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I have a javascript file with classes which contain method functions. I was wondering how to go about calling a class instance method from an onClick event.

function MyClass()
{
    this.instanceData = "Display Me";

    this.DisplayData = function()
    {
        document.write(this.instanceData);
    }
}

var classInstance = new MyClass();

How would I call the DisplayData function on classInstance from an onClick event. For example:

<button onClick="classInstance.DisplayData()">Click Me!</button>

Which doesn't work, but helps me clarify what I'm looking to do. Any suggestions?

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If you want to do it right, and avoid causing a mess, don't use inline event handlers (onclick and friends). They just don't belong in your HTML. Learn about addEventListener() and all your code will become much cleaner and manageable. –  kapa Feb 17 '12 at 8:55

2 Answers 2

http://jsfiddle.net/EyMCQ/1/

As you notice, this does not work, because the var you've declared, stays in the scope of the executing block. If you remove the var, it'll work, because classInstance is now in the global scope.

function MyClass() {
    this.instanceData = "Display Me";

    this.DisplayData = function() {
        alert(this.instanceData);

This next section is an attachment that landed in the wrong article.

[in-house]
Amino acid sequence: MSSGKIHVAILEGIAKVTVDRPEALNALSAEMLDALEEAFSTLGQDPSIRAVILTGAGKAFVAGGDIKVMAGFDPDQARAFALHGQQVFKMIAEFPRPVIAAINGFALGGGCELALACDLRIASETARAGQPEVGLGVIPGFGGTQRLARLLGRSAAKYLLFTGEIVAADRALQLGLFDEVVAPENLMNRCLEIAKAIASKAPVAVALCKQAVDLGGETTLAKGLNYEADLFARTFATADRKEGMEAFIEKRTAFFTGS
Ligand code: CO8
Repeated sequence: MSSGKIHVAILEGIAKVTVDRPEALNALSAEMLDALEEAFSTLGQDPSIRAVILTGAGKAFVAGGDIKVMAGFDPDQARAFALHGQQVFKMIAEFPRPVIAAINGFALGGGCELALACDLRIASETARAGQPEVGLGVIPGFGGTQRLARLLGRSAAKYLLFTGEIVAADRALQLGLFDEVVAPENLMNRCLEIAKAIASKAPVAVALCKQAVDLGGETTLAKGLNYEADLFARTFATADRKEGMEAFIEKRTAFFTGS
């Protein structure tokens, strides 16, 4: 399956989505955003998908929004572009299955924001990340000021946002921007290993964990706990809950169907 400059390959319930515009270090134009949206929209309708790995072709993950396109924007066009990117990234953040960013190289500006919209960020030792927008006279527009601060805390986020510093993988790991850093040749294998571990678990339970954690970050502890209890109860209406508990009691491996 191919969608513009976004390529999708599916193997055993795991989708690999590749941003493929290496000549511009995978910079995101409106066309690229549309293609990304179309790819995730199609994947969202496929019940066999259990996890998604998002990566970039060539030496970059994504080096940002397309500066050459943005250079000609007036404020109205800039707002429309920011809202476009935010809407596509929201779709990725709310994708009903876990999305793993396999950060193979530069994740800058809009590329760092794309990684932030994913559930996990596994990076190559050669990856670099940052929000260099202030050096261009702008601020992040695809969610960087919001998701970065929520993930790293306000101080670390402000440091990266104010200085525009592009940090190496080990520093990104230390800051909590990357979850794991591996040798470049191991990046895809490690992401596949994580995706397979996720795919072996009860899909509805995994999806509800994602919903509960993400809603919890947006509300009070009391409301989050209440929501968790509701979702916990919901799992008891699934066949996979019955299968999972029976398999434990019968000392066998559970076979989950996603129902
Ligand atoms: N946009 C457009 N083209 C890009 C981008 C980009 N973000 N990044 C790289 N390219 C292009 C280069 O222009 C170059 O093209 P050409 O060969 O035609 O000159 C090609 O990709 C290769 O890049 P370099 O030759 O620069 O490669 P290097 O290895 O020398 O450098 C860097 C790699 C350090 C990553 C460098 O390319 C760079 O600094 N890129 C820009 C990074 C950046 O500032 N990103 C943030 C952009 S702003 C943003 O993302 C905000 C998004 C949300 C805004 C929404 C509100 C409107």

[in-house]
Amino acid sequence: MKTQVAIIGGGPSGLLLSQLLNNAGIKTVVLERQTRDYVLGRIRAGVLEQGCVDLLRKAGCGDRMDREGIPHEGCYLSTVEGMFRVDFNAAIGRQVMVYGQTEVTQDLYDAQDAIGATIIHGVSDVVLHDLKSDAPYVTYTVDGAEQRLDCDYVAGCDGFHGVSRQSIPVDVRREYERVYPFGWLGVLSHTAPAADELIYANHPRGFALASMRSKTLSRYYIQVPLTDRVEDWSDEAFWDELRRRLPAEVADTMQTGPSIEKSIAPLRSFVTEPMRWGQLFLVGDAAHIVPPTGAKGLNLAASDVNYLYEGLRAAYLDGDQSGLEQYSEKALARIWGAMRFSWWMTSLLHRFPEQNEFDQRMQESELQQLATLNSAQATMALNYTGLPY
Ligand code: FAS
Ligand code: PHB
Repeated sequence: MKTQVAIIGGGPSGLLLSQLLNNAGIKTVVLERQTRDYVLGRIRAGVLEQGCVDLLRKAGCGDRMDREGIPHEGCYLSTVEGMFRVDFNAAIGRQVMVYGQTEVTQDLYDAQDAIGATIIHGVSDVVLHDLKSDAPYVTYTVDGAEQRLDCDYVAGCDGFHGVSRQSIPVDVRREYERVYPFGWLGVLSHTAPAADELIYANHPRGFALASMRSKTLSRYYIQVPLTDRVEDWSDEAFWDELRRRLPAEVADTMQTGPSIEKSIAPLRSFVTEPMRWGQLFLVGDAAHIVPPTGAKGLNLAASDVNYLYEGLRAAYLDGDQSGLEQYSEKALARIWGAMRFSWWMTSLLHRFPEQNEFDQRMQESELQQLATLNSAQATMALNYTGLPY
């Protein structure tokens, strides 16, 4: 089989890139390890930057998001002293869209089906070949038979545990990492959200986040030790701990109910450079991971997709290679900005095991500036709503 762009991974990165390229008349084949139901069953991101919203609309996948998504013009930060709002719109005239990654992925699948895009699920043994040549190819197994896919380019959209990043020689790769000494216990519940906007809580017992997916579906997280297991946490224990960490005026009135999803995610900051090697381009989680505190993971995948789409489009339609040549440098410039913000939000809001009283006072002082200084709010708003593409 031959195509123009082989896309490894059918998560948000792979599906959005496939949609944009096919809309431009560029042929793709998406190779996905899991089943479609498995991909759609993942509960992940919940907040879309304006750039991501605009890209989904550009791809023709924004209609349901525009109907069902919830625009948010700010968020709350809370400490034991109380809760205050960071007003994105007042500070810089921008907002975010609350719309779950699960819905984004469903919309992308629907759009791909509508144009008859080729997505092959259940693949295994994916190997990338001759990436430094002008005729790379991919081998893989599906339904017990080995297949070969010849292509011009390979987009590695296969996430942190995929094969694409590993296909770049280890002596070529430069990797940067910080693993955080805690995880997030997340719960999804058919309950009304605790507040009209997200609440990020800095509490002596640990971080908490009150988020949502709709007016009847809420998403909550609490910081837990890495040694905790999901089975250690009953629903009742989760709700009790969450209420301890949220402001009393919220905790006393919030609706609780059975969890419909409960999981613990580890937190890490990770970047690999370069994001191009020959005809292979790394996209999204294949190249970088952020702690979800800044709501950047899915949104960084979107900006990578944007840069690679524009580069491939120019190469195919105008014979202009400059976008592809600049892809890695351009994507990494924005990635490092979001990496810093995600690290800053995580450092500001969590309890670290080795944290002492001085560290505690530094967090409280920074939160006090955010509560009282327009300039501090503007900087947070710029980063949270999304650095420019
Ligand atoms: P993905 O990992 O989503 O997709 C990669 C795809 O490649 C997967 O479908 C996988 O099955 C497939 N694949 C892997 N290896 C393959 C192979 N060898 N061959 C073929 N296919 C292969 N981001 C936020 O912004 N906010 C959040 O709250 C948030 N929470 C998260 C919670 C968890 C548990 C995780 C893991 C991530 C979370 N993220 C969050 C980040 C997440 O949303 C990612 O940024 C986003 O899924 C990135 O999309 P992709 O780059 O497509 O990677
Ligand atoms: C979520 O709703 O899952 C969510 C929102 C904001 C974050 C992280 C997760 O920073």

}
}

classInstance = new MyClass();​

and call it like this:

<button onClick="classInstance.DisplayData.call(classInstance)">Click Me!</button>​

http://jsfiddle.net/EyMCQ/2/

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2  
Declaring classInstance without the var keyword doesn't work. Unless you were talking about using a global function to display the text, which I don't want to do. It has to be from a class instance so the project can still be easily manageable when it grows to a larger scale. –  James Woods Feb 16 '12 at 22:21
    
In that case, you might want to take a look at using a javascript library to help you attach events by querying the dom and assigning behavior from within the class. The code block you'd written is fine for playing around in JavaScript, but it's good practice to separate out behavior logic from the layout (MVC). So, if you were to use jQuery as a library, you'd add a class to your element being clicked, query it using <pre>$('.myClass').click(function() { alert('hello');});</pre> –  sankargorthi Feb 16 '12 at 22:55
    
There are multiple problems with this answer: 1. You're advocating relying on The Horror of Implicit Globals‌​, which is always a bad idea. If you want to create a global, do it explicitly (window.classInstance = ...). 2. There's absolutely no reason for classInstance.DisplayData.call(classInstance); it's exactly the same as classInstance.DisplayData(). 3. It doesn't address the fact that the OP's code uses document.write, which won't work (the way they want it to) after the page loads. –  T.J. Crowder Feb 17 '12 at 9:08
    
I do not advocate putting variables in the global scope. I was under the assumption that this was a learning exercise. A w3schools type example problem. The call method was just me playing around because I was bored. Document.write, well I didn't want to use it in my example. That was all. Nothing sinister or incompetent intended. Kindly do not assume so. –  sankargorthi Feb 17 '12 at 15:42